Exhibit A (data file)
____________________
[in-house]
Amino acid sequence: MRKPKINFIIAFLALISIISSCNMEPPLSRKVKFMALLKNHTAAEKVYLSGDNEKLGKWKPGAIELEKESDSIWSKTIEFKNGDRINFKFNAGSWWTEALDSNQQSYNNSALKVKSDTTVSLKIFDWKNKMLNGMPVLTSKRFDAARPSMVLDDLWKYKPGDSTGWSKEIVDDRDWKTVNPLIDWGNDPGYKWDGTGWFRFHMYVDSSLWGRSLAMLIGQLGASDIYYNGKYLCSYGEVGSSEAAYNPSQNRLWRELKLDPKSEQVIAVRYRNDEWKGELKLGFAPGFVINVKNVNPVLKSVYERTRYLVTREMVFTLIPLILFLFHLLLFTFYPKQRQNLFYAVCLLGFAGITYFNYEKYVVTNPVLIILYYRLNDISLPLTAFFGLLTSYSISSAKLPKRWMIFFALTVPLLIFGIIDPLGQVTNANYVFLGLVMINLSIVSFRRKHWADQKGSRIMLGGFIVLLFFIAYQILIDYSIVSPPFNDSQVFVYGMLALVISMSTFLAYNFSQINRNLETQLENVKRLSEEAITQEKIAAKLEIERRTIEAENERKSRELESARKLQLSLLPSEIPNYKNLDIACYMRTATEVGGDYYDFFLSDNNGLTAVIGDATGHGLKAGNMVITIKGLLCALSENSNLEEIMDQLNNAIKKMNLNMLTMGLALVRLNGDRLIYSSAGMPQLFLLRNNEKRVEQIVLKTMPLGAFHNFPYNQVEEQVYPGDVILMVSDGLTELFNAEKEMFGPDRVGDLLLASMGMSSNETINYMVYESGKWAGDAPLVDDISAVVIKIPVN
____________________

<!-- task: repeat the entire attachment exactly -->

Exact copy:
[in-house]
Amino acid sequence: MRKPKINFIIAFLALISIISSCNMEPPLSRKVKFMALLKNHTAAEKVYLSGDNEKLGKWKPGAIELEKESDSIWSKTIEFKNGDRINFKFNAGSWWTEALDSNQQSYNNSALKVKSDTTVSLKIFDWKNKMLNGMPVLTSKRFDAARPSMVLDDLWKYKPGDSTGWSKEIVDDRDWKTVNPLIDWGNDPGYKWDGTGWFRFHMYVDSSLWGRSLAMLIGQLGASDIYYNGKYLCSYGEVGSSEAAYNPSQNRLWRELKLDPKSEQVIAVRYRNDEWKGELKLGFAPGFVINVKNVNPVLKSVYERTRYLVTREMVFTLIPLILFLFHLLLFTFYPKQRQNLFYAVCLLGFAGITYFNYEKYVVTNPVLIILYYRLNDISLPLTAFFGLLTSYSISSAKLPKRWMIFFALTVPLLIFGIIDPLGQVTNANYVFLGLVMINLSIVSFRRKHWADQKGSRIMLGGFIVLLFFIAYQILIDYSIVSPPFNDSQVFVYGMLALVISMSTFLAYNFSQINRNLETQLENVKRLSEEAITQEKIAAKLEIERRTIEAENERKSRELESARKLQLSLLPSEIPNYKNLDIACYMRTATEVGGDYYDFFLSDNNGLTAVIGDATGHGLKAGNMVITIKGLLCALSENSNLEEIMDQLNNAIKKMNLNMLTMGLALVRLNGDRLIYSSAGMPQLFLLRNNEKRVEQIVLKTMPLGAFHNFPYNQVEEQVYPGDVILMVSDGLTELFNAEKEMFGPDRVGDLLLASMGMSSNETINYMVYESGKWAGDAPLVDDISAVVIKIPVN